> From: Nick Malczyk [mailto:[log in to unmask]]
> That said, I don't think more than a small fraction of winter
> climbers ever consider bringing avalanche equipment with them on Mt.
> Washington.  Most of the time I think it's quite unnecessary to bring that
> equipment, and I'll explain why later.

While I agree with the [controversial] assertion that
New England climbers and hikers can be safe *without*
carrying avi or self arrest gear, I very much disagree
with Nick's reasoning that follows.

> The warnings given each day should allow the prudent climber to
> choose a safe way up the mountain.  Lots of times when there
> is high avalanche danger in one area, it's lower (although not
> necessarily safe) in another.

A posted avalanche danger of LOW will *not* "allow the
prudent climber to choose a safe way up the mountain".

About 5 years ago I witnessed a skier triggered slide
take 3 skiers out of the Chute.  While they all walked
away from the slide, a climber was put into a coma
over in Huntington that same afternoon.  The avi
danger that day was posted as LOW.

All of the areas for which avi danger is posted are
traditional avi zones.  History remains the strongest
indication of avi danger.  If you go to these places,
you are at risk.  Period.

If you steer clear of them, you are pretty safe from
either avi or fall danger.  This is why I don't carry
an ice axe up Lowe's Path to Adams or carry avi gear
while skiing glades.

Mt. Washington though is whole other ball of wax.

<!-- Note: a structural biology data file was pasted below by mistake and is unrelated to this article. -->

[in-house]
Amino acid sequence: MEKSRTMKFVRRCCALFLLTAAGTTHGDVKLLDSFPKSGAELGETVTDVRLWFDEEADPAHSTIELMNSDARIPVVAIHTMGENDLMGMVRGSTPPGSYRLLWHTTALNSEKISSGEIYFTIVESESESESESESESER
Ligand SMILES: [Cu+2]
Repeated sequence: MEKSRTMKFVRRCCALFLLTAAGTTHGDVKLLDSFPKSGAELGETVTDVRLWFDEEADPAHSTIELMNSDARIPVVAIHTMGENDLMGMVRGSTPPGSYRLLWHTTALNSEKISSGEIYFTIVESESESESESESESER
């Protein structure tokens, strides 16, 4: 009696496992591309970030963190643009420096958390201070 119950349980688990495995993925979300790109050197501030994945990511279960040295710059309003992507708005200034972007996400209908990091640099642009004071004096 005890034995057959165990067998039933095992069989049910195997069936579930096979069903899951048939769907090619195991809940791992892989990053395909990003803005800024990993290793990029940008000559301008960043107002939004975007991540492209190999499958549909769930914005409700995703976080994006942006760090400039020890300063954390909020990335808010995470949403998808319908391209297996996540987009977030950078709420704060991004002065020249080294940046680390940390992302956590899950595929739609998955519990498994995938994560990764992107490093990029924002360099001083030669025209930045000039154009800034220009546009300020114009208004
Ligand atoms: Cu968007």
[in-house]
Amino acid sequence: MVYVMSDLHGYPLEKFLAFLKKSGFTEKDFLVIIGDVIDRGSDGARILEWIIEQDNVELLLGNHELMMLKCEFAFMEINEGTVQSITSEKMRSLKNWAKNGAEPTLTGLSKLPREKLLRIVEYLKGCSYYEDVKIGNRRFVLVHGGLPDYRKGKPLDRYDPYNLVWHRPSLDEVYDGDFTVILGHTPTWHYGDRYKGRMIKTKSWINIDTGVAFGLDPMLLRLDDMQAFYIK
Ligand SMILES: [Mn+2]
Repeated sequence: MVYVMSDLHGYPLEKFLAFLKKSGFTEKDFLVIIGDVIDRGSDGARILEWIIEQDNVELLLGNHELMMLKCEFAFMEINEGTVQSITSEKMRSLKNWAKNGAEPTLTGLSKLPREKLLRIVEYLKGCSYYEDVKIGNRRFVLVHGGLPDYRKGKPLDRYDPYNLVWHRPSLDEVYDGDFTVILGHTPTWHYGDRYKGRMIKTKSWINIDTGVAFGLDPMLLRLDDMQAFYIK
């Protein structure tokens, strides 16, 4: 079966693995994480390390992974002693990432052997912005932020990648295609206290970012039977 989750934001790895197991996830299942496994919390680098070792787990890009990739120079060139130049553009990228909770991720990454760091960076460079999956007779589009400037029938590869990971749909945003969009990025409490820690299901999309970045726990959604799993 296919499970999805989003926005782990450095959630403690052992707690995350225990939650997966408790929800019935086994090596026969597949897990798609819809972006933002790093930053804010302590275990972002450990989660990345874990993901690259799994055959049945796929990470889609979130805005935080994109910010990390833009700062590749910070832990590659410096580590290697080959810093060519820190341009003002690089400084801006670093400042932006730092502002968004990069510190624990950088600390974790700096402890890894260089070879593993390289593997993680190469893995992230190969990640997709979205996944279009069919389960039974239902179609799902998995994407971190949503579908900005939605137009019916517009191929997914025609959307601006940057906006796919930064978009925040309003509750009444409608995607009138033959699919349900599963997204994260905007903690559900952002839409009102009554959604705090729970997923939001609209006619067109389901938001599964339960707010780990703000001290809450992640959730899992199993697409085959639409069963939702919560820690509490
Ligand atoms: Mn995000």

> I've never seen more gumbies than on Mt. Washington.

Hike Half-Dome.  Or any trail out of the valley in
Yosemite, for that matter.  More to the point though,
what on earth does the gumbie-effect have to do with
this incident?

> Despite the obvious  warnings, too many people continue
> to climb on days of high avalanche danger.

Phoey.  On 2 counts, phoey.

First, the vast, vast majority of the so-called "gumbie"
problems happen in the summer and spring.  Winter conditions
are more or less self-selecting and limit the number
of the totally unprepared.  Not saying that there aren't
inexperienced people out in the winter.  There are.  But
it's nothing like the summer and fall.

Second, the problem is not people hiking into the face
of high avi danger.  The problem is people hiking and
skiing in traditional avi paths.  As this awful incident
shows, Moderate (and even Low) rated days can be deadly.

> I  think a major contributing factor to this is the
> lack of a general mountain awareness in the area.

Careful, you are going to make a good case for a
permit system tied to the completion of an educational
program of some sort...

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